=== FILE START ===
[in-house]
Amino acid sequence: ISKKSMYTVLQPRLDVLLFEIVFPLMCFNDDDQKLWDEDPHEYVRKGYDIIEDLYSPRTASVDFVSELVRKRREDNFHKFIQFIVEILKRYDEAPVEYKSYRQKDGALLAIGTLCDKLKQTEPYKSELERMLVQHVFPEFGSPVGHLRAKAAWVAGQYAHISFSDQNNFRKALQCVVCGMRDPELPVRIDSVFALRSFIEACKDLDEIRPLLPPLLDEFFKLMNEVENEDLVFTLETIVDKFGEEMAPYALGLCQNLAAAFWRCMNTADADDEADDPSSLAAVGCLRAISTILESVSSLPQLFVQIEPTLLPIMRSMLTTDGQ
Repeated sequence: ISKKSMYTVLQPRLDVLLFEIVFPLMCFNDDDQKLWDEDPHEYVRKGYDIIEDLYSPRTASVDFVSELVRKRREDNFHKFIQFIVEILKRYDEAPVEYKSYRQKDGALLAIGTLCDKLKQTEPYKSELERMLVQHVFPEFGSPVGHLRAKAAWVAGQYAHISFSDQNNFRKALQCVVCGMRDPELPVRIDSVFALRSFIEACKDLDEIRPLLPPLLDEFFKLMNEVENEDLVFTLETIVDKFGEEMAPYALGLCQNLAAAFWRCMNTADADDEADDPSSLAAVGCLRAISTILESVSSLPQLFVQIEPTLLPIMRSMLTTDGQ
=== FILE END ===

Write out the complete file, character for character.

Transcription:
[in-house]
Amino acid sequence: ISKKSMYTVLQPRLDVLLFEIVFPLMCFNDDDQKLWDEDPHEYVRKGYDIIEDLYSPRTASVDFVSELVRKRREDNFHKFIQFIVEILKRYDEAPVEYKSYRQKDGALLAIGTLCDKLKQTEPYKSELERMLVQHVFPEFGSPVGHLRAKAAWVAGQYAHISFSDQNNFRKALQCVVCGMRDPELPVRIDSVFALRSFIEACKDLDEIRPLLPPLLDEFFKLMNEVENEDLVFTLETIVDKFGEEMAPYALGLCQNLAAAFWRCMNTADADDEADDPSSLAAVGCLRAISTILESVSSLPQLFVQIEPTLLPIMRSMLTTDGQ
Repeated sequence: ISKKSMYTVLQPRLDVLLFEIVFPLMCFNDDDQKLWDEDPHEYVRKGYDIIEDLYSPRTASVDFVSELVRKRREDNFHKFIQFIVEILKRYDEAPVEYKSYRQKDGALLAIGTLCDKLKQTEPYKSELERMLVQHVFPEFGSPVGHLRAKAAWVAGQYAHISFSDQNNFRKALQCVVCGMRDPELPVRIDSVFALRSFIEACKDLDEIRPLLPPLLDEFFKLMNEVENEDLVFTLETIVDKFGEEMAPYALGLCQNLAAAFWRCMNTADADDEADDPSSLAAVGCLRAISTILESVSSLPQLFVQIEPTLLPIMRSMLTTDGQ